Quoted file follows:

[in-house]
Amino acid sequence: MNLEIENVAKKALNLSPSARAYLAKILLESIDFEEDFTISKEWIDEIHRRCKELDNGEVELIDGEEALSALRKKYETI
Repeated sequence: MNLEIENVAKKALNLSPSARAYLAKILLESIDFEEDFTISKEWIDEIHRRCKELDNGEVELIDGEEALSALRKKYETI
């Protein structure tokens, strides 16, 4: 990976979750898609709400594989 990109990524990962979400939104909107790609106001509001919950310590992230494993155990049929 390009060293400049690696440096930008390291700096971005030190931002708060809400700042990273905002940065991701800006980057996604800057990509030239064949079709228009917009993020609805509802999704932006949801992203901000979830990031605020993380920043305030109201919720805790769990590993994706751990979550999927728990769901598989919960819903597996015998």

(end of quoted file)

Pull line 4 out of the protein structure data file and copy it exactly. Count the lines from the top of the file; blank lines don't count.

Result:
């Protein structure tokens, strides 16, 4: 990976979750898609709400594989 990109990524990962979400939104909107790609106001509001919950310590992230494993155990049929 390009060293400049690696440096930008390291700096971005030190931002708060809400700042990273905002940065991701800006980057996604800057990509030239064949079709228009917009993020609805509802999704932006949801992203901000979830990031605020993380920043305030109201919720805790769990590993994706751990979550999927728990769901598989919960819903597996015998």